11th August, 2011
Â The new Lagos State Tenancy law has been generating a lot of debate since it was enacted by the Lagos State House of Assembly last Friday from today, we begin the serialisation of the entire law:
For a law to regulate rights and obligations under tenancy agreements and the relationship between the Landlord and the tenant including the procedure for the recovery of premises and for other connected purposes in Lagos State
The Lagos State Hosue of Assembly enacts as follows:
1. Application of Law
2. (1) This Law shall apply to all premises within Lagos State, including business and residential premises unless otherwise specified
(2) This Law shall not apply to :
(a) residential premises owned or operated by an educational institution for its staff and students;
(b) residential premises provided for emergency shelter;
(c ) Residential premises
(i) in a care or hospice facility;
(ii) in a public or private hospital or a mental health facility; and
(d) that is made available in the course of providing rehabilitative or therapeutic treatment.
2. Jurisdiction of the Courts
(1) A Court shall have jurisdiction on application made to it by a landlord or tenant or any interested person to determine matters in respect of the tenancy of any premises let before or after the commencement of this Law.
(2) The jurisdiction of a Court shall not be ousted by the defendant or respondent setting up the title of any other party.
(3) Proceedings may be brought under this Law at the High Court or at the Magistratesâ€™ Court in the division or the Magisterial District in which the subject matter giving rise to the proceedings is located.
(4) Subject to the provision of this Law, a Court shall be bound by the practice and procedure in civil matters in the Magistratesâ€™ Court or the High Court of Lagos State.
3. Tenancy Agreement
For the purposes of this Law, a tenancy agreement shall be deemed to exist where premises are granted by the landlord to a person for value whether or not it is
(a) express or implied;
(b) oral or in writing or partly oral or partly written; or
(c) for a fixed period.
4. Advance Rent
(1) It shall be unlawful for a landlord or his agent to demand or receive from a sitting tenant rent in excess of three (3) months in respect of any premises.
(2) It shall be unlawful for a sitting tenant to offer or pay rent in excess of three (3) months in respect of any premises.
(3) Any person who receives or pay rent in excess of what is prescribed in this section shall be guilty of an offence and shall be liable to a fine of one hundred thousand naira (N100,000.00) or to three (3) months imprisonment or any other non-custodial disposition.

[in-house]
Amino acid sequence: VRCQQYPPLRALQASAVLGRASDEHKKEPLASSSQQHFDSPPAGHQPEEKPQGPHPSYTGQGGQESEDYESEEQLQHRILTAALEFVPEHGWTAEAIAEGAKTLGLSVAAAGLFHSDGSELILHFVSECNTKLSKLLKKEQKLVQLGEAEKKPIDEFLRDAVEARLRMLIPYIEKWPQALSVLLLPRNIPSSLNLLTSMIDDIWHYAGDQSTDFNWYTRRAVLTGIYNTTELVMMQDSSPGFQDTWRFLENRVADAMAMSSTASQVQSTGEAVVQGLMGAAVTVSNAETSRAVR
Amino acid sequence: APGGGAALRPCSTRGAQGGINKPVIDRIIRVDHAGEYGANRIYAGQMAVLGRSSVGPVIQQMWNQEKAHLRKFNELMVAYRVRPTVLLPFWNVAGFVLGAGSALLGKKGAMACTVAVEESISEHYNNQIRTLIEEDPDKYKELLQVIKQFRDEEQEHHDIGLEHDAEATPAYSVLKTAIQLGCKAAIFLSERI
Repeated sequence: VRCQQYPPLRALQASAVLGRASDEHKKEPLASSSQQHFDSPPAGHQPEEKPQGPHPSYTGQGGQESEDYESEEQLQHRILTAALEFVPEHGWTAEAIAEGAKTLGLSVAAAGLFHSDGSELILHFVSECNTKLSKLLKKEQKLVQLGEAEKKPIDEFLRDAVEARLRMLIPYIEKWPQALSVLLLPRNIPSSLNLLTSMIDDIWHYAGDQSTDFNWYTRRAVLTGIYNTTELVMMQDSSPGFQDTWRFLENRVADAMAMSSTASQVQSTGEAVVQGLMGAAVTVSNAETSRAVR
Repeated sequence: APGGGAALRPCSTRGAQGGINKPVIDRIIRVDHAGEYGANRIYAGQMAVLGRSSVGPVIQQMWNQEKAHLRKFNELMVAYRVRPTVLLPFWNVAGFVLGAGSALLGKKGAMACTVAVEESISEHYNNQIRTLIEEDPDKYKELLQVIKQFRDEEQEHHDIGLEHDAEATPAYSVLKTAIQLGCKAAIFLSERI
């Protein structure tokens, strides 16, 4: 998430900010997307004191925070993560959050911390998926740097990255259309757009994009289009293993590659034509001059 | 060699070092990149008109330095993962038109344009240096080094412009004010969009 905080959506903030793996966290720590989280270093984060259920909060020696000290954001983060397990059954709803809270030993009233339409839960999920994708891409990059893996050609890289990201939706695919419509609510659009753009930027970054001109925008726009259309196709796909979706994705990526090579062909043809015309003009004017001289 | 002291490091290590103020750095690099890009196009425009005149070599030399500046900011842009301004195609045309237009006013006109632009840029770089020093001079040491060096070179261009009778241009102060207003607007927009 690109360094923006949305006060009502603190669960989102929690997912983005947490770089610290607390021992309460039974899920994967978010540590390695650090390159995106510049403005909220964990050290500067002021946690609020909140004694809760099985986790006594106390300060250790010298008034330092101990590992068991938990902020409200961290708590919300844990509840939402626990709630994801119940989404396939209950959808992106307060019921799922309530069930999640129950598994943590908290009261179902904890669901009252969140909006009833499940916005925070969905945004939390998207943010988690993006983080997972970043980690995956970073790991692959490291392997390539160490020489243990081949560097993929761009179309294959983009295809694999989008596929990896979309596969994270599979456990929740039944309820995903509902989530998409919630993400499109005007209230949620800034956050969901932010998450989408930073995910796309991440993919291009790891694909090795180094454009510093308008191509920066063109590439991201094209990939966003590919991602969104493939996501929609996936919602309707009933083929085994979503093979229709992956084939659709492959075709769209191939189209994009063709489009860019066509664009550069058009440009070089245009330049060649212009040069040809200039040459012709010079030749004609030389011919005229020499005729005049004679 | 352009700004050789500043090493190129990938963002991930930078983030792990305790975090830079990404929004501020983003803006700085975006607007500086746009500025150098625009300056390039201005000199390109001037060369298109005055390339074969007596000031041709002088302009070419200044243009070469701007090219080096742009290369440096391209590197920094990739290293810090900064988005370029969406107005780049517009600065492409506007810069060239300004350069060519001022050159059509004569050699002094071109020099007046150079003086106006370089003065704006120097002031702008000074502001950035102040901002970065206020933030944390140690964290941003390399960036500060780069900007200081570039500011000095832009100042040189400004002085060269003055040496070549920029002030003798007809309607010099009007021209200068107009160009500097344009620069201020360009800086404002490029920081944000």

5. Rent payment receipt
(1) As from the commencement of this Law, all landlords of premises shall upon payment of rent by the tenants, be obliged to issue a rent payment receipt to their tenants in respect of such payments.
(2) The receipt shall state the
(a) Date of which rent was received;
(b) Name of the landlord and the tenant;
(c) Location of premises in respect of which the rent is paid
(d) Amount of rent paid; and
(e) Period to which the payment relates.
(4) Any landlord who fails to issue a rent payment receipt to his tenant as prescribed under this Section, shall be liable to a fine of ten thousand Naira (N10,000.00) payable to the Court.
RIGHTS AND OBLICATIONS OF LANDLORD AND TENANT
6. Rights of the parties
(1) The tenantâ€™s entitlement to quiet and peaceable enjoyment includes the right to:
(a) reasonable privacy;
(b) freedom from unreasonable disturbance;
(c) Exclusive possession of the premises, subject to the landlordâ€™s restricted right of inspection and
(d) the use of common areas for reasonable and lawful purposes.
(2) Where a tenant with the previous consent in writing of the landlord, effects improvements on the premises and the landlord determines the tenancy, such a tenancy shall be entitled to claim compensation for the effect improvements on quitting the premises.
6. Obligations of the Tenant
Subject to any provision to the contrary in the agreement between the parties, the tenant shall be obliged to do the following:
(1) Pay the rents at the times and in the manner stated.
(2) Pay all existing and future rates and charges not applicable to the landlord by law.
(3) Keep the premises in good and tenantable repair, reasonable wear and tear excepted.
(4) Permit the landlord and his agents during the tenancy at all reasonable hours in the day time by written notice, to view the condition of the premises and to effect repairs in necessary parts of the building.
(5) Not to make any alterations or additions to the premises without the written consent of the landlord.